The invention is based, in part, on the consideration that the TBC strain tolerance is substantially influenced by what are known as microcontacts in the thermal barrier coating 14 (TBC). These punctiform contact locations in the TBC bridge microcrack flanks, where they transmit the stresses. If these microcontacts are weakened, the cohesion of the TBC is reduced and the TBC becomes more strain-tolerant, and the macroscopic modulus of elasticity drops. If the microcontacts are strengthened, as by sintering processes, the TBC becomes more rigid and for the same imposed strain (A1, . . . A4) the local stresses (A5) rise until the critical energy release rate B1 is reached and the TBC flakes off. This is important in particular if the progressing sintering processes are accelerated by oxidic impurities in the TBC (see in this respect for example the thesis by F. Szücs; Thermomechanische Analyse und Modellierung plasmagespritzter und EB-PVD aufgedampfter Wärmedämmschichtsysteme für Gasturbinen [thermomechanical analysis and modelling of plasma-sprayed and EB-PVD thermal barrier coating systems for gas turbines], VDI Fortschrittsberichte, volume 5, no. 518, VDI Verlag GmbH Düsseldorf, Deutschland, ISBN 3-18351805-8, pages 47, 96-102).
A macroscopic modulus of elasticity, which is reduced relative to thermal barrier coatings that have not undergone any aftertreatment, of plasma-sprayed thermal barrier coatings which have subsequently been infiltrated in aqueous hydrofluoric acid, is described in the abovementioned thesis by F. Szücs on page 104-106. It was in this way possible to demonstrably increase the TBC strain tolerance and cyclic service life of the coating system.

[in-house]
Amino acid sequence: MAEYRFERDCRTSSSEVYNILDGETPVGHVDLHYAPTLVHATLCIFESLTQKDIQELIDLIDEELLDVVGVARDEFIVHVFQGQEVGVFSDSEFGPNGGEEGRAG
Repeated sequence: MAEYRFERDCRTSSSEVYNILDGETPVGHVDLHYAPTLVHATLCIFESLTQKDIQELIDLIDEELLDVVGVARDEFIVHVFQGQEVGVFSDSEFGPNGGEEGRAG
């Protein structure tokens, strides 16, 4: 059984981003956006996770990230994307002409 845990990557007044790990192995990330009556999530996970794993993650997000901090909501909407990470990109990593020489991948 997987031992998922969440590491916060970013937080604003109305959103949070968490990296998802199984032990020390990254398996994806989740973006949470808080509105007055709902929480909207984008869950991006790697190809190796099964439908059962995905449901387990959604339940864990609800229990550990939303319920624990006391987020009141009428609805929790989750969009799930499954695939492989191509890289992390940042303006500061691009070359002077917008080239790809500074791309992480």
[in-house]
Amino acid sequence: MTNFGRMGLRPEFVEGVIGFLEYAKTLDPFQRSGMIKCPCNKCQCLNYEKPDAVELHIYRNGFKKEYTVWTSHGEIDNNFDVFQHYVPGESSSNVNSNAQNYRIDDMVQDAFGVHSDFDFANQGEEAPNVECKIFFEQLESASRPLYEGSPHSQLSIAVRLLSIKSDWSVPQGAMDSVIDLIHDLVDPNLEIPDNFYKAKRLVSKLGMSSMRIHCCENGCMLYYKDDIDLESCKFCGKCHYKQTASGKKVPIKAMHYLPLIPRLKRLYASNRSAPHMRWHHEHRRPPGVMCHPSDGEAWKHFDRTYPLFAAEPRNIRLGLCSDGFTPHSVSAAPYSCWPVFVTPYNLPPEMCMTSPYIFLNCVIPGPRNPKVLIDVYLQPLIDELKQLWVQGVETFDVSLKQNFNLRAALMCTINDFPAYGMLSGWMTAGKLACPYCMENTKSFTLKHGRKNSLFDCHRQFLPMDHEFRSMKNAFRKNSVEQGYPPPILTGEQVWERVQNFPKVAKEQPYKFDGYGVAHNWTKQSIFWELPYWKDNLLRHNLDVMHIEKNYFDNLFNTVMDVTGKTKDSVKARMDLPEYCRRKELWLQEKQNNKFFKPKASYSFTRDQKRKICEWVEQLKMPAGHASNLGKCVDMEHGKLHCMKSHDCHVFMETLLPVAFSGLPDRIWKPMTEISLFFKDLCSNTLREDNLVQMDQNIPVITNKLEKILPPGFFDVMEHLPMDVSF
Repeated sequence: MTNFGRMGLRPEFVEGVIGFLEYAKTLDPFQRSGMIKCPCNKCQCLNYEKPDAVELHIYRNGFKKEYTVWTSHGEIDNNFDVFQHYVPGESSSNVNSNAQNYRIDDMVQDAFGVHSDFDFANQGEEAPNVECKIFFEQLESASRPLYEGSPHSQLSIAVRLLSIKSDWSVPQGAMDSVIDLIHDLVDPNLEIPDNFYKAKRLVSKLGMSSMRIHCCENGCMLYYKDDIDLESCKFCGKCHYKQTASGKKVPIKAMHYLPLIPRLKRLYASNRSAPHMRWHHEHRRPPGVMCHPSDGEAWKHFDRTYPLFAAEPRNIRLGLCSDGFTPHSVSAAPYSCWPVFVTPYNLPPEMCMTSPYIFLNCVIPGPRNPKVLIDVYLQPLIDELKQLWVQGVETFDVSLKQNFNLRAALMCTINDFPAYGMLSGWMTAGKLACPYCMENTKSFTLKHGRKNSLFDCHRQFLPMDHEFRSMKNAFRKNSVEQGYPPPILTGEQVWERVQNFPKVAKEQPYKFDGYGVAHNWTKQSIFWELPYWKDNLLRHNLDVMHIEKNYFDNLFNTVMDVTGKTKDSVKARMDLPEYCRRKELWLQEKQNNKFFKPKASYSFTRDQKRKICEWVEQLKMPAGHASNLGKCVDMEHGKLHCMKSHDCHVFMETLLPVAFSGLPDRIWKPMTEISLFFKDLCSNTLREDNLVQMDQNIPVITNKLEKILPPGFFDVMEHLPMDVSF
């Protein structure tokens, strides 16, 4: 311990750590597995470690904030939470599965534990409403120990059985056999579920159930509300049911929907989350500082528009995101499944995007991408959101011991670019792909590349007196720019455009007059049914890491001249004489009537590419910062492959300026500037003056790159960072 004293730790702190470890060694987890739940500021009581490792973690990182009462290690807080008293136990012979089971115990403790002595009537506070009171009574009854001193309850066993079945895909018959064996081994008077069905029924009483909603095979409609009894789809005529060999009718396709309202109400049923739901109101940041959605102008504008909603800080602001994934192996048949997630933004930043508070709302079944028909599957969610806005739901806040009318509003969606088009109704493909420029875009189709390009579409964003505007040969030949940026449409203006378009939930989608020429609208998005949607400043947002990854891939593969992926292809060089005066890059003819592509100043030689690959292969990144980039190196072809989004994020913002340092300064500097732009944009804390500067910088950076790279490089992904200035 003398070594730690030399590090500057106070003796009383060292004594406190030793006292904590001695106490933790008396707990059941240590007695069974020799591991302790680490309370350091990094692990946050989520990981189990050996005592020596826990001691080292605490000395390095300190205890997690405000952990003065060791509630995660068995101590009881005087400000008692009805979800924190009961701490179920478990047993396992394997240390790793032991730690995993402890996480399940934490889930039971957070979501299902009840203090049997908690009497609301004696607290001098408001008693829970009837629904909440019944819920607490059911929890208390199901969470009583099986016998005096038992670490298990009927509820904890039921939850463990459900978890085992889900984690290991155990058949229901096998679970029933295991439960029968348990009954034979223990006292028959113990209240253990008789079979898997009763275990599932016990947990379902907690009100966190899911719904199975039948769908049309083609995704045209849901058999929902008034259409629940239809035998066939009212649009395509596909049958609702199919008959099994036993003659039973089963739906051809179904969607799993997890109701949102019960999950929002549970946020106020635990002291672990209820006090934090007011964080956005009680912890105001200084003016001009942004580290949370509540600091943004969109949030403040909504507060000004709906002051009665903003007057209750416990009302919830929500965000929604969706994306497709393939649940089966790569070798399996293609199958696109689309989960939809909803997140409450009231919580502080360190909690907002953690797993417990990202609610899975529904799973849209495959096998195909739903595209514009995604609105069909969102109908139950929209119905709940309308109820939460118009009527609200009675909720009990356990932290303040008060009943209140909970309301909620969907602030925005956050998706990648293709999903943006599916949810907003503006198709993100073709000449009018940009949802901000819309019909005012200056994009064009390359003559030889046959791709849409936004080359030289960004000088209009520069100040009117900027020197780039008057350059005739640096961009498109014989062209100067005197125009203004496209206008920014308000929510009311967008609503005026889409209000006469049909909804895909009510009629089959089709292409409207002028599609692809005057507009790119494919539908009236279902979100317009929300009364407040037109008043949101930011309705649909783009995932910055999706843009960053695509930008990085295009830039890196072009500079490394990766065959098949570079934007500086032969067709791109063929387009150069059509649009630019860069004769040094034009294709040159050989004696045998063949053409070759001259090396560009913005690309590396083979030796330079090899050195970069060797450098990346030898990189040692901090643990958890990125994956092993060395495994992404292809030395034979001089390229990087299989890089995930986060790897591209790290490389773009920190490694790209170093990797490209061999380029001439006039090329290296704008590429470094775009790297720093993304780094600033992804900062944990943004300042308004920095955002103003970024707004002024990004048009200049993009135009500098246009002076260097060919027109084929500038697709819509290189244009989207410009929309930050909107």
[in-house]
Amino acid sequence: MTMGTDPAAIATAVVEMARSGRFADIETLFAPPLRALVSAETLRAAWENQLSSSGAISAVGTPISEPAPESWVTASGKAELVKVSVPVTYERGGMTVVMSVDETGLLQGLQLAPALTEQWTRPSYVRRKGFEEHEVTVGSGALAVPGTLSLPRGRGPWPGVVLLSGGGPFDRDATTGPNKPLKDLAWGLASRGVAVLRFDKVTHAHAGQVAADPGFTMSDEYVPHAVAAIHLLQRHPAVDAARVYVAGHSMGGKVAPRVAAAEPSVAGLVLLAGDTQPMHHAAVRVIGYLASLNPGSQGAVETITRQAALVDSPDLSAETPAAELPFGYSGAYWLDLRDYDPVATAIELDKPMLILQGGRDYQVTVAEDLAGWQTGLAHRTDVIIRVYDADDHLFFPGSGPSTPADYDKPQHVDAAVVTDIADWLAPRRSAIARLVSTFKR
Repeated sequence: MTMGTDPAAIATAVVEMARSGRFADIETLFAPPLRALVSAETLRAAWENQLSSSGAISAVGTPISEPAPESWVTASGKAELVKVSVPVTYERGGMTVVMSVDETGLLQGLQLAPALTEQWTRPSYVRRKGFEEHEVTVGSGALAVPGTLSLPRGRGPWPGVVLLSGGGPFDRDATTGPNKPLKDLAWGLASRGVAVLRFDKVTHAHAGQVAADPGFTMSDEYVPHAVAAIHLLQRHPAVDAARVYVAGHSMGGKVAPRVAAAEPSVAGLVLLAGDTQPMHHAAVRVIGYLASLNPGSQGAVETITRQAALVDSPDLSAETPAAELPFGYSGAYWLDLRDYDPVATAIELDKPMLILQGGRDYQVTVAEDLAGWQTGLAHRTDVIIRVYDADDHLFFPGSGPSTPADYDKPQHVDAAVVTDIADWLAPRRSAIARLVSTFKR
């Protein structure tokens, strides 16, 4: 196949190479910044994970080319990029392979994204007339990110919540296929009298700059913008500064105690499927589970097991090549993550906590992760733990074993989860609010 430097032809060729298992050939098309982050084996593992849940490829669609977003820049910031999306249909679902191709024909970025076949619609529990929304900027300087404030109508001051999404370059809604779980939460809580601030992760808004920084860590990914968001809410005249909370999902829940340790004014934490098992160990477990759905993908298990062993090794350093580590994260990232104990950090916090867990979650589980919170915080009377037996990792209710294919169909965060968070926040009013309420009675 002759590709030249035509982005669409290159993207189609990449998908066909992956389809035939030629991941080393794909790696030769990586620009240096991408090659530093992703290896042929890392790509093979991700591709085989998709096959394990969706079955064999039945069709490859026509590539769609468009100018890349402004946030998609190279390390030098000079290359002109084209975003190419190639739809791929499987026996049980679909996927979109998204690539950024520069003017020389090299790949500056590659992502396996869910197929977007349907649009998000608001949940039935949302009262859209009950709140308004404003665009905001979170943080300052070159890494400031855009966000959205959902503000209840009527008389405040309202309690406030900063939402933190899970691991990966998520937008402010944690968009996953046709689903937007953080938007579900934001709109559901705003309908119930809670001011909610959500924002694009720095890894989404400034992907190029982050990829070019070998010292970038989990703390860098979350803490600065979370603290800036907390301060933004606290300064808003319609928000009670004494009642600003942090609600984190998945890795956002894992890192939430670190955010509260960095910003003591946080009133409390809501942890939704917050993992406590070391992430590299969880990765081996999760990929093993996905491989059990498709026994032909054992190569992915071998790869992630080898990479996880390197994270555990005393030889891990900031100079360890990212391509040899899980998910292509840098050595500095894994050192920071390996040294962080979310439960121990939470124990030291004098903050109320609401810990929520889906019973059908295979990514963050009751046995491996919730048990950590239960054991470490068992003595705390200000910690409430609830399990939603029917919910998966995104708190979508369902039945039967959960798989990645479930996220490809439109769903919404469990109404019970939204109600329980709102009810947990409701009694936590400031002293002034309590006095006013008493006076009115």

An object of the invention is to provide a process by which the cyclic service life of the thermal barrier coatings on, for example, gas turbine blades and vanes and other components in the hot gas path can be lengthened in a simple way.
The present invention provides a process for extending the cyclic service life of thermal barrier coatings made of yttrium-stabilized zirconia (YSZ) or related chemical compositions, which have been applied to a substrate with an oxidizing bond coat in between, wherein the strain tolerance of the thermal barrier coating is increased and/or long-term stabilized.
In one configuration of the process according to the invention, to increase the strain tolerance of the thermal barrier coating, punctiform contact locations or microcontacts, which bridge microcrack flanks in the thermal barrier coating, are weakened.
In particular, to weaken the microcontacts the SiO2 that is present as an impurity at the inner surface of the open-pore thermal barrier coating, as well as further sinter-active oxidic impurities that are present, are decomposed.
In this case, the decomposition of the SiO2 and of the further sinter-active oxidic impurities that are present is preferably effected chemically.
According to a first alternative, the chemical decomposition of the SiO2 and of the further sinter-active oxidic impurities that are present takes place in the HF-containing gas phase of a fluoride ion cleaning installation.